After the laws of the temple, the Torah teaches us this week about royalty. This would seem a logical continuation of the laws of judges and law enforcers mentioned at the beginning of the parsha. By looking closely, we will be able to see an important lesson for our daily lives.
The mitzvah of appointing a king is written here as one to be done immediately after conquering the Land. One of the laws of the king is that he must write two Torah scrolls, one to be kept in his palace, and the other, to be written in a special way
…וְ כתַב ל֜וֹ אֶת מִשְ נה הַתּוֹ רָ֤ה הַזאֹּת֙ עַל ספֶר מִלִפְ נֵ֖י הַכֹֹּּֽהֲנִִ֥ים הַֹּֽלְוִִיֹּֽם.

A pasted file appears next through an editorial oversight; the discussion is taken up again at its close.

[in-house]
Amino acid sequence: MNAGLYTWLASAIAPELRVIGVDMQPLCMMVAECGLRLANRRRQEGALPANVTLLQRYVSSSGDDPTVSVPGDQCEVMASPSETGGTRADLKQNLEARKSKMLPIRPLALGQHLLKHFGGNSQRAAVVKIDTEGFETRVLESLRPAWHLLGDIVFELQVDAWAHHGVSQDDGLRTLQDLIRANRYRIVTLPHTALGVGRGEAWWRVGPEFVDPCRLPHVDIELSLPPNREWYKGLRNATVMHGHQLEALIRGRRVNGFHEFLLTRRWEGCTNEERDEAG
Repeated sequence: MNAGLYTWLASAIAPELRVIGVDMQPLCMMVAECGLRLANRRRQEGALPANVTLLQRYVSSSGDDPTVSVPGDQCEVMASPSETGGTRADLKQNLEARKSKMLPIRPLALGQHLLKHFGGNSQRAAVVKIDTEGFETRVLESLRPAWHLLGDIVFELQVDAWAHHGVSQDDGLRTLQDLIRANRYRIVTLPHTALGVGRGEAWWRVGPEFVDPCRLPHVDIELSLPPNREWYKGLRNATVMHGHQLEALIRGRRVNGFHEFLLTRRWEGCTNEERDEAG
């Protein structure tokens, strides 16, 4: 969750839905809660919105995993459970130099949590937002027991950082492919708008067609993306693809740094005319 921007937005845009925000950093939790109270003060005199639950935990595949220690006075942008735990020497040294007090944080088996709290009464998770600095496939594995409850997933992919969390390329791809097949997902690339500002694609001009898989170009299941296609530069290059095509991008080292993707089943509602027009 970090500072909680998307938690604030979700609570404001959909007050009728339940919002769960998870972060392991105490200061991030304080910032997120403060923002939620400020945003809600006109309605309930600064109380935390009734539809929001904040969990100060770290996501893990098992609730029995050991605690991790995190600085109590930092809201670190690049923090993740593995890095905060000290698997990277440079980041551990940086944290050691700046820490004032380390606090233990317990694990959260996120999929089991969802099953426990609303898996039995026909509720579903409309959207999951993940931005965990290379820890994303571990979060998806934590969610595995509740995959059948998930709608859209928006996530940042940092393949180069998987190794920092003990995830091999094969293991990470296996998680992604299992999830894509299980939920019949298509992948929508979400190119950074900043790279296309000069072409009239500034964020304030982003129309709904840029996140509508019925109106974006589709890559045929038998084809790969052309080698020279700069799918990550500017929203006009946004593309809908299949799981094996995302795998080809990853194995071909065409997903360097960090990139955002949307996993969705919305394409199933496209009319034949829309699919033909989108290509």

When he is seated on his royal throne, he shall have a copy of this Teaching written for him on a scroll by the leviim-kohanim.
The Torah will explain later, in Parshat Vayelech, that the tribe of Levi are responsible for the ritual in the temple, including the aron- the ark,in it, in the holy of holies, is the Torah scroll from which the king must copy his own scroll.